The future of food distribution
The Food Ethics Council invited me to a workshop as part of their project to understand the future shape of the UK’s food distribution system to 2022. It was facilitated by Wendy Schultz, and was designed to surface the significant drivers of change – and the big uncertainties. They’d managed to attract an impressive group of stakeholders – from commercial organisations, to regulators, to NGOs and academics. The outcomes – albeit work in progress – were more wide-ranging than I expected.
The major clusters of drivers identified at the end of the workshop – which will de developed into scenarios at the next stage of the project – were on the one hand about shifts in the global food market, and on the other about changing social values.
On the global food market, the emerging uncertainties seemed to be about how quickly food demand would shift from existing markets (in Europe and the US) towards increasingly affluent customers in China and India. Without getting into detail, people eat more meat as they get richer, and also start eating more red meat than white meat. The impact on how food is produced is significant.
On social values, the emerging uncertainties were around the extent to which the UK market would be driven by well-being issues, and the extent to which food safety will be critical.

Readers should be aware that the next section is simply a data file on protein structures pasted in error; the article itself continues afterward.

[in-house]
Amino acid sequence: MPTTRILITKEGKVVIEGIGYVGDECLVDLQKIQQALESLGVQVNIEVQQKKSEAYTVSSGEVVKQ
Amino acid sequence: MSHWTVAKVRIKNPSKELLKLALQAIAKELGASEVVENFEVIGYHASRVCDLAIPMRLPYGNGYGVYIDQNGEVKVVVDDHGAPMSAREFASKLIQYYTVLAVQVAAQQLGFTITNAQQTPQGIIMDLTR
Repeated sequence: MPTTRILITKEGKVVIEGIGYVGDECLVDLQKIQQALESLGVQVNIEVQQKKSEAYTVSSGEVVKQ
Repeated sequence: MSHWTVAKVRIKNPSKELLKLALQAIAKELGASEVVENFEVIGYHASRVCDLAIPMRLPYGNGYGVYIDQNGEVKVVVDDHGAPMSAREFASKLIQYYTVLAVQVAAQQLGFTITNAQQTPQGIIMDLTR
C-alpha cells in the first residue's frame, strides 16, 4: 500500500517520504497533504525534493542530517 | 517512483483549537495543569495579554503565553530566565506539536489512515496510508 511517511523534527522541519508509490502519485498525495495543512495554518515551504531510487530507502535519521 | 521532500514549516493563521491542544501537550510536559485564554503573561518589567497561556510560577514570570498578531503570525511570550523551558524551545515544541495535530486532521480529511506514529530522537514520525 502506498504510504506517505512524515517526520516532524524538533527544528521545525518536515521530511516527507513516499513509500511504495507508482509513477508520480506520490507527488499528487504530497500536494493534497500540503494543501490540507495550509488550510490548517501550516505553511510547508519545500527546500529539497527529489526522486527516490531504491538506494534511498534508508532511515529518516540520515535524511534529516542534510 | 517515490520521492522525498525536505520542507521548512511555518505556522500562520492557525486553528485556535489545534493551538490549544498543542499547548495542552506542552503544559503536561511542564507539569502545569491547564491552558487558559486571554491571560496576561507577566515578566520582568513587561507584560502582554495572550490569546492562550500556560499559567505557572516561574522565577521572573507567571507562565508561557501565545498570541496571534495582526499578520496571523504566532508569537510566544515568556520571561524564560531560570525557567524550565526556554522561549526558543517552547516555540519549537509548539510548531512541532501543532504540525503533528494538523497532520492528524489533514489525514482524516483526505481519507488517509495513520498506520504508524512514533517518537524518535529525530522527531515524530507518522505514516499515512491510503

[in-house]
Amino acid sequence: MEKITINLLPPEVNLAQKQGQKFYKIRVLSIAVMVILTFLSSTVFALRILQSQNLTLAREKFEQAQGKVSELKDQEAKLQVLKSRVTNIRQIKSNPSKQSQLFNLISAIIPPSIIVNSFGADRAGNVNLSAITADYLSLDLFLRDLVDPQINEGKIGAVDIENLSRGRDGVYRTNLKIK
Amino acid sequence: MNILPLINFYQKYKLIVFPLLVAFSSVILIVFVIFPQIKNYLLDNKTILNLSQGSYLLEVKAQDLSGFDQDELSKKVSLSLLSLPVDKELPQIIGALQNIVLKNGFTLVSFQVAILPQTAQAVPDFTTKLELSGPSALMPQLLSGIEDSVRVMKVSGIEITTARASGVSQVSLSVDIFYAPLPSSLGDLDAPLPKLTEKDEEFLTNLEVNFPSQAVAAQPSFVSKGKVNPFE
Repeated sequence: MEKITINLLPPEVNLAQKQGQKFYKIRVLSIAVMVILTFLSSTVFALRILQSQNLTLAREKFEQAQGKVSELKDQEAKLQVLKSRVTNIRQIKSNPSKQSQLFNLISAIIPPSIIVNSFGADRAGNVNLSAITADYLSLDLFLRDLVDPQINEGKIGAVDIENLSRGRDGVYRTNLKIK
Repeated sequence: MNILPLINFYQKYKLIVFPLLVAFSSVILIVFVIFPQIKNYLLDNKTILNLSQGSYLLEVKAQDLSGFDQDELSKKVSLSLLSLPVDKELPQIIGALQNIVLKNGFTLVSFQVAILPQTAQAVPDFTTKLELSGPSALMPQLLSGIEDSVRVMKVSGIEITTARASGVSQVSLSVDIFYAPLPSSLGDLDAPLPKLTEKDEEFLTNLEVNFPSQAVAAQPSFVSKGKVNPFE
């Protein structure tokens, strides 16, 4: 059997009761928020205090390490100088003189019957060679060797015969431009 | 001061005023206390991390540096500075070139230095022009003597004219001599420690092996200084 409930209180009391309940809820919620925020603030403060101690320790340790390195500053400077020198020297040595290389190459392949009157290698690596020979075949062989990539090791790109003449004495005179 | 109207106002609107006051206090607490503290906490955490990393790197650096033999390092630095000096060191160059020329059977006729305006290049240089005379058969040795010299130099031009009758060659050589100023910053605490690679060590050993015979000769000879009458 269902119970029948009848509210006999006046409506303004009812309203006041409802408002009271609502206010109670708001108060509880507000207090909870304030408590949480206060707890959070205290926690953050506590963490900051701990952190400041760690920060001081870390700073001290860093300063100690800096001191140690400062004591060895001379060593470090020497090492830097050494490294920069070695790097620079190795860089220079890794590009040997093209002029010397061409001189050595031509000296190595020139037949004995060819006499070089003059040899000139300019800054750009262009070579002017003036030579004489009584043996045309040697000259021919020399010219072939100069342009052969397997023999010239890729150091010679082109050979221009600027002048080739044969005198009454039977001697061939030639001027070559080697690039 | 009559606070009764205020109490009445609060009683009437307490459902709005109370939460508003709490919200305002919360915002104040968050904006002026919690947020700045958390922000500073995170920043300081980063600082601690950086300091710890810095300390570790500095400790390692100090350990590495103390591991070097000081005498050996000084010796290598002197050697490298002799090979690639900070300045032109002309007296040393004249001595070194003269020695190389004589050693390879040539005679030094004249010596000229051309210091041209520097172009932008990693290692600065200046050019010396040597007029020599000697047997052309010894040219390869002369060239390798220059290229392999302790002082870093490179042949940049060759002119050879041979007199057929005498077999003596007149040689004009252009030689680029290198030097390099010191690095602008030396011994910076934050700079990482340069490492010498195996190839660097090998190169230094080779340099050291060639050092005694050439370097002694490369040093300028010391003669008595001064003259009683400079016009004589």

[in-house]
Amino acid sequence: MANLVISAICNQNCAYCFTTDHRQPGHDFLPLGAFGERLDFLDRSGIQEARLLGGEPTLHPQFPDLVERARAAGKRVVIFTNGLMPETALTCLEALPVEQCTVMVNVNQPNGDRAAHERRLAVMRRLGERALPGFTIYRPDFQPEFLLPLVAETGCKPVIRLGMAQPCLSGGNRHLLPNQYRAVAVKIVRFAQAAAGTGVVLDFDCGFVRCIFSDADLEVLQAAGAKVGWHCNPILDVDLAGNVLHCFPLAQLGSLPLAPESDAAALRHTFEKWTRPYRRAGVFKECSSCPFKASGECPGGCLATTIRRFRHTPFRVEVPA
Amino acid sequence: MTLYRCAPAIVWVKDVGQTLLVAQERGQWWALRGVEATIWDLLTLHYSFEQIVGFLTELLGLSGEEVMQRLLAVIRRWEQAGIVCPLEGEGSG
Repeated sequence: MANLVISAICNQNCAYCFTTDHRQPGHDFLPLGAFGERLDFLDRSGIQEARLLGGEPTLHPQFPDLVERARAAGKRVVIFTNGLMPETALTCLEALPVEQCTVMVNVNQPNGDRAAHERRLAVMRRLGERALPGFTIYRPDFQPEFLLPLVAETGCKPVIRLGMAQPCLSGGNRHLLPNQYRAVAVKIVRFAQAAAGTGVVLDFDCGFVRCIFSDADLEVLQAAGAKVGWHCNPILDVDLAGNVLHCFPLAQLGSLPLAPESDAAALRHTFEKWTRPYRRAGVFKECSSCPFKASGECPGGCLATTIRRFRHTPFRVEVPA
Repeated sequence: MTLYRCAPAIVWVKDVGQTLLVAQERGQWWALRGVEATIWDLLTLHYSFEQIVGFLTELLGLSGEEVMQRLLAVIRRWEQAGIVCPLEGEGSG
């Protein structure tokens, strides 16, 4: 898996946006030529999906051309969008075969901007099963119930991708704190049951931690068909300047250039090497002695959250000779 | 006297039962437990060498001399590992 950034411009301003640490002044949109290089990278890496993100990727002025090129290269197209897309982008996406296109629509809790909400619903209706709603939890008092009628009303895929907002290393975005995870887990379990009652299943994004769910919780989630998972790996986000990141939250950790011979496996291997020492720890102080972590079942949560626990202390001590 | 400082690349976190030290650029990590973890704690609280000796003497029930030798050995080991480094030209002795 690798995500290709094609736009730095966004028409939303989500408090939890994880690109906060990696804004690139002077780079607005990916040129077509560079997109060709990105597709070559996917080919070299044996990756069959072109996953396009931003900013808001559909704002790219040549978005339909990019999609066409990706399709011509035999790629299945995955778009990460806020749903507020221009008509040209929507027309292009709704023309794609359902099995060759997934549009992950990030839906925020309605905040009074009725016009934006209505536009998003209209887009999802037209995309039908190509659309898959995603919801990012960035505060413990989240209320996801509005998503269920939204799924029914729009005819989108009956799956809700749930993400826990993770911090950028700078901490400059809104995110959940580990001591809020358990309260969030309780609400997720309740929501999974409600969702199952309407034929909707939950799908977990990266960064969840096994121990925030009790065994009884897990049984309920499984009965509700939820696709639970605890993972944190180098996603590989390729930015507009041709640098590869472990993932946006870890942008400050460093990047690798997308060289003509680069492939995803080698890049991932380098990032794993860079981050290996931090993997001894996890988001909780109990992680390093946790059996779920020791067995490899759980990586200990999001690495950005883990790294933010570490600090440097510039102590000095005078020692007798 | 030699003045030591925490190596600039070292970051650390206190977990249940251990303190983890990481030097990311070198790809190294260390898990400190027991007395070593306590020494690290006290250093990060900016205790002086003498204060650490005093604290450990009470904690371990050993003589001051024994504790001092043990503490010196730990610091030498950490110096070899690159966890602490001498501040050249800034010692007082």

It’s still work in progress, and the Food Ethics Council promises to publish documents from its futures process as they emerge. I’ll flag them on the blog as they appear on their site. In the meantime there is an initial research paper on the impact of road pricing on food distribution which can be downloaded.
Two insights for me from the day. One is the amount of food that gets wasted in the UK through the food chain, which is estimated at about 30%. One third of this is in food which isn’t accepted on inspection by the retailers or wholesalers, and one third is food which gets binned in the kitchen because of ‘best before’ dates.
The second was an historical insight; the extent to which adulterated food was regarded as normal a hundred years ago. The Co-op’s promise that its food was not adulterated was one of the main factors in its rapid growth as a retailer. And then there’s a famous 19th century song: “I’m the man who waters the workers’ beer”.
But this raises its own questions. Formally, adulteration is the quickest way these days to get a product pulled from the shelves. But on the other hand, many critics of the food system would regard many of the preservatives and colourings that are used as a form of 21st century adulteration.
Update [17/02/10]: The final scenarios, by Paul Steedman and Wendy Schultz, can now be downloaded from the Food Ethics Council’s website.